By Brian Beutler
You hear a lot these days about how the Obama agenda puts Democrats in conservative districts at considerable political risk. That much is well within the Sphere of Conventional Wisdom. Even if the argument is often correct, though, it’s never really all that well defended:
Nearly all of the 11 Democrats who voted against the economic stimulus package Wednesday had an incentive other than the plan’s hefty price tag: Nine of them hold districts carried by John McCain in 2008….Among the 11 are four freshmen from Republican-oriented districts who narrowly won election in 2008. One of them, Rep. Frank Kratovil (D-Md.), is already facing the prospect of a rematch with a GOP opponent he defeated by less than 1 percent….
Kratovil’s vote came as little surprise to Maryland Democrats, who note that he holds a seat that had been in GOP hands for 16 years.
Of course, one of the nicest ancillary benefits of having a popular Democratic president is that some Republicans Not Named Chris Shays will begin to feel an equal force in the opposite direction. Obama won both Indiana and North Carolina, for instance, and, on a more precise level, he prevailed in a couple dozen swing districts where voters also chose to re-elect their incumbent GOP congressmen. Unfortunately, though, you won’t read a ton of stories about how these at-risk Republicans are taking a huge political risk by trying to block Obama’s agenda: “The Democratic Congressional Campaign Committee is set to launch a series of radio ads targeting 28 Republicans over their opposition to President Obama’s stimulus plan.”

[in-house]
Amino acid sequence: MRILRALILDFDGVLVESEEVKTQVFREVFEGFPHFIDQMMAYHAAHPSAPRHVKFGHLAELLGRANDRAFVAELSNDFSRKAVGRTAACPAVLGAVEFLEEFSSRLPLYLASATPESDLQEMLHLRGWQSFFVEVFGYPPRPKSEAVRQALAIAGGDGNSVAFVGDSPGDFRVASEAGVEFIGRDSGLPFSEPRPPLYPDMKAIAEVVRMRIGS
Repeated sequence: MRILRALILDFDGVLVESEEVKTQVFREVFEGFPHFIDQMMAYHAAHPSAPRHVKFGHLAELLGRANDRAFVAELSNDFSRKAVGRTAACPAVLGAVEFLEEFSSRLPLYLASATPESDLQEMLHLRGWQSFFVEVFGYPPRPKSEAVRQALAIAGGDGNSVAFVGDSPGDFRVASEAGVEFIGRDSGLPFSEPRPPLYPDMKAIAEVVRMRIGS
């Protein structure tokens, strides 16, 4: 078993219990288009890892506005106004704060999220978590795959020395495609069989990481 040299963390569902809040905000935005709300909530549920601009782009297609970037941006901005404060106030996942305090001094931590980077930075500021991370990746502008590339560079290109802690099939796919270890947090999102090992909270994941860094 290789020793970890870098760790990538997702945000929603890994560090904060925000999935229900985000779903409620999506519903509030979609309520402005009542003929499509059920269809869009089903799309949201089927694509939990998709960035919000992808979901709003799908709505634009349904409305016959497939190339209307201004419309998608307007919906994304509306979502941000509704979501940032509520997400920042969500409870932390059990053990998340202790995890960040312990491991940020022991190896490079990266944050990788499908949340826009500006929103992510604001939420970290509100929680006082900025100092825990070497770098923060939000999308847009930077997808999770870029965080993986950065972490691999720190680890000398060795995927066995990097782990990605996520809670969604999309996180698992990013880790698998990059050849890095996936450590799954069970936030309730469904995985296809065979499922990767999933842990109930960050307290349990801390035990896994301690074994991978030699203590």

Notice that Rick Klein hasn’t leaped to the assumption that these vulnerable Republicans ought to buck party leadership and do the safe thing. Which is fine. I’m not saying that one frame is correct and one isn’t. I think it’s probably fair to say that more Democrats voted against the stimulus than absolutely necessary, and fewer (zero) Republicans voted for it than a purely strategic analysis would have recommended. Democrats played it too safe and Republicans threw caution to the wind. But if this sort of nuance is just too difficult for the horserace press to deal with — if we’re stuck with conventional wisdom — then at the very least it should hold in both directions.